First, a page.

The London Times of November 1st and November 19, 1845 reported that this took place on the 23rd of June. [Bab76, BBR1p69, 82]
Note: Bab78 says that Mullá Abú-Tálib was not among the group. DB145 says that only Mulla Husayn and Mulla Sádiq were arrested.
Note: DB146 note2 says "According to A. L. M. Nicolas’ “Siyyid ‘Alí-Muhammad dit le Báb” (footnote 175, p. 225), this meeting took place on August 6, 1845 A.D."
Upon departing Shíráz Quddús made his way to Kirmán to interview Hájí Mírzá Karím Khán. The ambitious and seditious Karím Khán remained unconvinced buy Quddús had earned an ally in his host during his stay in Kirmán, Hájí Siyyid Javád, someone he had known from his day in Karbilá. From Kirmán Quddús travelled to Yazd and then to Ardikán, Náyin, Ardistán, Isfáhán, Káshán, Qum and to Tihrán. There he met with Bahá'u'lláh and after which proceeded to Mázindarán and to his native town of Bárfurúsh where he lived in the home of his father for two years.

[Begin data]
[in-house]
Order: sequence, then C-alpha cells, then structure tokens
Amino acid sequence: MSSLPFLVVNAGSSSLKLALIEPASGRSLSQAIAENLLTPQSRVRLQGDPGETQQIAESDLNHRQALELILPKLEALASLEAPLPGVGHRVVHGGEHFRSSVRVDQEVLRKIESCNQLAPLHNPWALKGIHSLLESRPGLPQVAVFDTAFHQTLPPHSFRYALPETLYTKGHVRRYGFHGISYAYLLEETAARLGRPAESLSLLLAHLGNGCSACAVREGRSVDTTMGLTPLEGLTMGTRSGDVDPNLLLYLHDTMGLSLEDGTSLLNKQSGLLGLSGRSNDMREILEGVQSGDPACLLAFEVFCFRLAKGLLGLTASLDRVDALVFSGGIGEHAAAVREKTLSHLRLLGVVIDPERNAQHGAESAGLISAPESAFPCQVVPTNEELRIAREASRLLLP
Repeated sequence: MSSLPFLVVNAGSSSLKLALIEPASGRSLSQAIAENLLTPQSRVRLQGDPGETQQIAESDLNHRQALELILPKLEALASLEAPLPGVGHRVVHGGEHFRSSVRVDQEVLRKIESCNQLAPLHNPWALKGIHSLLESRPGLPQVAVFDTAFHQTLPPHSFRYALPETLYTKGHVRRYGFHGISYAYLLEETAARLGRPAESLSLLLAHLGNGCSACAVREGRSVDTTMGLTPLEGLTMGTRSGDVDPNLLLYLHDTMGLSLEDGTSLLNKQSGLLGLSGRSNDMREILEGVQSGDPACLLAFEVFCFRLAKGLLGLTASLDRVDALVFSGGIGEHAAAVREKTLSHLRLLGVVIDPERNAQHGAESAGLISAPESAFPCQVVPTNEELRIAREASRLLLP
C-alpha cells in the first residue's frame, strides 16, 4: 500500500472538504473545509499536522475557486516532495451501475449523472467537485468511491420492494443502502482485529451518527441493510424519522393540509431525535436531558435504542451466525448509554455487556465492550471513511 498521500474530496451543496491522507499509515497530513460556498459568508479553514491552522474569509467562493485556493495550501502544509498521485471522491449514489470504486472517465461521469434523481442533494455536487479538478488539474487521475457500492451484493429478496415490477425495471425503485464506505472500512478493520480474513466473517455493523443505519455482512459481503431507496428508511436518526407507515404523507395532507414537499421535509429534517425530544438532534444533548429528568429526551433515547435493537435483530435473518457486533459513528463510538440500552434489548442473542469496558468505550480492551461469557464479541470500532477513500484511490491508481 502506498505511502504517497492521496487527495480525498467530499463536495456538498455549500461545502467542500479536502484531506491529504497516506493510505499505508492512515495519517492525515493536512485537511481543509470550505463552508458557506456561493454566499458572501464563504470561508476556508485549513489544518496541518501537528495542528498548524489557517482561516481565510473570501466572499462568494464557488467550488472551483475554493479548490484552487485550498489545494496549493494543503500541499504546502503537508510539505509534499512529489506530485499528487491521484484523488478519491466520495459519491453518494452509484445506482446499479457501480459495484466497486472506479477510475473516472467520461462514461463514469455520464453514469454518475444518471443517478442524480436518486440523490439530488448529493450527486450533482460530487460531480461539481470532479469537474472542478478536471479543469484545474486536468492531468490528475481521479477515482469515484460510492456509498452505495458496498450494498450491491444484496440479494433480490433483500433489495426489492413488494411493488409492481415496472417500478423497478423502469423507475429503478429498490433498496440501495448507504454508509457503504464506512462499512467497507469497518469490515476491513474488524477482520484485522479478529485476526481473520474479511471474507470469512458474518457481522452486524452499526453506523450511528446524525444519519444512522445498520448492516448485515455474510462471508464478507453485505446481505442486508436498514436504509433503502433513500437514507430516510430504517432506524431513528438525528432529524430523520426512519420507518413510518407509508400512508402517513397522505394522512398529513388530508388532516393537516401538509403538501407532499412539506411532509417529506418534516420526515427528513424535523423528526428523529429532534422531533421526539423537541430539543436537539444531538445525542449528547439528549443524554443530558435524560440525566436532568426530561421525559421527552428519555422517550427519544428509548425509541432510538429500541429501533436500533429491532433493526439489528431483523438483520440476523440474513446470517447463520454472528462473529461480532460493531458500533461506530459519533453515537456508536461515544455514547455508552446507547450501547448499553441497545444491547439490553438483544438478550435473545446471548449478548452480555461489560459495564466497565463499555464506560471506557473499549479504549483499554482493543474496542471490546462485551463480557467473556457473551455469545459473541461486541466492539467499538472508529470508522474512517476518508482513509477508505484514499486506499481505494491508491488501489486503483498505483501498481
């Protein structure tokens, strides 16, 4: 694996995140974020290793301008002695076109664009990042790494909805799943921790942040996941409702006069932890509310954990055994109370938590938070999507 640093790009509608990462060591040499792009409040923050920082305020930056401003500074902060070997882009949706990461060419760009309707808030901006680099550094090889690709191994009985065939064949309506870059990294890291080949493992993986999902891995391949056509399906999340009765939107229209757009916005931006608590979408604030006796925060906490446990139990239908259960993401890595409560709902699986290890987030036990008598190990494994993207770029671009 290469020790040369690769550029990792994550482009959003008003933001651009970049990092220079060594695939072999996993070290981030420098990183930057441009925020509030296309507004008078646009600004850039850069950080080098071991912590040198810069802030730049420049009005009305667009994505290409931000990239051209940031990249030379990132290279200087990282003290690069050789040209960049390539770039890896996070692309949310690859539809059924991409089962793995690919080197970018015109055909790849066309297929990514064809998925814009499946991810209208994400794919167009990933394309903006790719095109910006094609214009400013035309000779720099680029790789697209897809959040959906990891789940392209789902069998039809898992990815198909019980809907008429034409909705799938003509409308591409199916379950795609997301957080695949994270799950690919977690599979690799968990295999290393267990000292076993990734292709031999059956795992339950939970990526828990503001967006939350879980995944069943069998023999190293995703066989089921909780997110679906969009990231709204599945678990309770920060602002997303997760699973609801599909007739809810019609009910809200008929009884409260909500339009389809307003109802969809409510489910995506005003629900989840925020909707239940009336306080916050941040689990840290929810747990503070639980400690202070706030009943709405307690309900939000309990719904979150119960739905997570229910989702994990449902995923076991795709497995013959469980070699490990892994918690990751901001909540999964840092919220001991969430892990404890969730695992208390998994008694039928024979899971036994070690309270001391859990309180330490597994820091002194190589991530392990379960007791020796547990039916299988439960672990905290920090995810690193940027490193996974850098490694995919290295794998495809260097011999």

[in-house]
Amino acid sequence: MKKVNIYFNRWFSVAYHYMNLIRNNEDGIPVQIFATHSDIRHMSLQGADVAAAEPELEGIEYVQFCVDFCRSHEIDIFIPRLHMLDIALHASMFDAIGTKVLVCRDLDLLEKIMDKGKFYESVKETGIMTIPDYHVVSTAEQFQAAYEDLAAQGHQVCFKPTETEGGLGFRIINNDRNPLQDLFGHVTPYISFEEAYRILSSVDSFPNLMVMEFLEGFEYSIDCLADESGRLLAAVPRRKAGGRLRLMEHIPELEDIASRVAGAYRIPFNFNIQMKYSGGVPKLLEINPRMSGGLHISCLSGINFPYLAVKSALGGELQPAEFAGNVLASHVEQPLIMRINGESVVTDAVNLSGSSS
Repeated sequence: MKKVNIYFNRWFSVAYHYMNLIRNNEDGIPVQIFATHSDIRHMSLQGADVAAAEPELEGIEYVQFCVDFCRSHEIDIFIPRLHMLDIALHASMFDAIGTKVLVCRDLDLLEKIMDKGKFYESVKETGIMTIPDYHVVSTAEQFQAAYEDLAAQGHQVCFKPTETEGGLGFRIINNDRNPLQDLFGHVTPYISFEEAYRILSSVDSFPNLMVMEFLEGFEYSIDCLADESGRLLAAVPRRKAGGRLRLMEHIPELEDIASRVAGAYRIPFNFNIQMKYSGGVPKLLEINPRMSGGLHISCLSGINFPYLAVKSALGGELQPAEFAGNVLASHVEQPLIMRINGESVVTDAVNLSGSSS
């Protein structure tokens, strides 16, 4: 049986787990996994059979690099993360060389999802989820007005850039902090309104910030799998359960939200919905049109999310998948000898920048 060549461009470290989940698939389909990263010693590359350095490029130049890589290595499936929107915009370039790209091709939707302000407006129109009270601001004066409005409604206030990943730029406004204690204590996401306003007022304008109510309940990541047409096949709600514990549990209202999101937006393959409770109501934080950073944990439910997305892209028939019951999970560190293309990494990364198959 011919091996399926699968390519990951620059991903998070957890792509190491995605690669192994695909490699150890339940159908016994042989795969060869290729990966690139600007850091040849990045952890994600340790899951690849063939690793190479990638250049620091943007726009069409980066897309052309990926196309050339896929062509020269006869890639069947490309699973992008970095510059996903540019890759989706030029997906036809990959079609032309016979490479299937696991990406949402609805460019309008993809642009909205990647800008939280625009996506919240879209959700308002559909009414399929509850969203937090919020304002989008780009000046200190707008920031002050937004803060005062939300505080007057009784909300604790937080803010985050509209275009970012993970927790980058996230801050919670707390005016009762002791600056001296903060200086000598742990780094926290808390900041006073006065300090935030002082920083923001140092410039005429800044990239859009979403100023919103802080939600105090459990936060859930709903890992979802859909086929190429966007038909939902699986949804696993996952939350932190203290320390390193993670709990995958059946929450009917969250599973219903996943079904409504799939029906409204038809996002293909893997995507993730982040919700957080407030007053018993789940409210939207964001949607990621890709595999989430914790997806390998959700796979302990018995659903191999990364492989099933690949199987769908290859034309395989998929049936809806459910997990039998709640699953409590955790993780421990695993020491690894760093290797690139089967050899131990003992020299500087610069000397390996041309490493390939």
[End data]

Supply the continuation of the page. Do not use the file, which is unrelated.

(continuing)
Mullá Sádiq travelled to Yazd with the intention of spreading news of the Cause among the 'ulamás of that province. There they encountered opposition from Hájí Mírzá Karím Khán.
Mullá Sádiq and Mullá Yúsuf-i-Ardibílí moved on to Kirmán where they received the same treatment then they travelled to Khurásán
||Fars; Shiraz; Iran
||Governors; Husayn Khan; Quddus; Ismullahul-Asdaq (Mulla Sadiq Khurasani); Mulla Ali-Akbar-i-Ardistani; Mulla Abu-Talib; Husayn Khan; Persecution, Iran; Persecution, Arrests; Persecution
|1861 or 1862
||Mullá Sádiq-i-Muqaddas-i-Khurásání (Ismu'láhu'l-Asdaq), a Bábí and father of Ibn Asdaq, met Bahá'u'lláh in Baghdád and became a follower. Previously he had recognized the Báb through a dream and the memory of seeing Him in the congregation during a sermon he had delivered in a mosque in Karbila when a ray of light shone on the lap of the Báb as he sat listening attentively. [BKG18; PG108-109]
||Mulla Sadiq-i-Muqaddas-i-Khursuni; Ibn-i-Asdaq (Mirza Ali-Muhammad)
|1889 (In the year)
||The passing of Mullá Sádiq-i-Muqaddas-i-Khurásání entitled by Bahá'u'lláh Ism'lláh'l-Asdaq (In the Name of God the Most Truthful) in Hamadán. He was born in Mashhad in 1800, the son of a cleric, around the beginning of the 19th century He furthered his own clerical studies in Karbila under the Shaykhi leader Sayyid Qasim Rashti, eventually gaining the rank of mujtahid, and becoming known by the honorific title Muqaddas (‘the holy one’).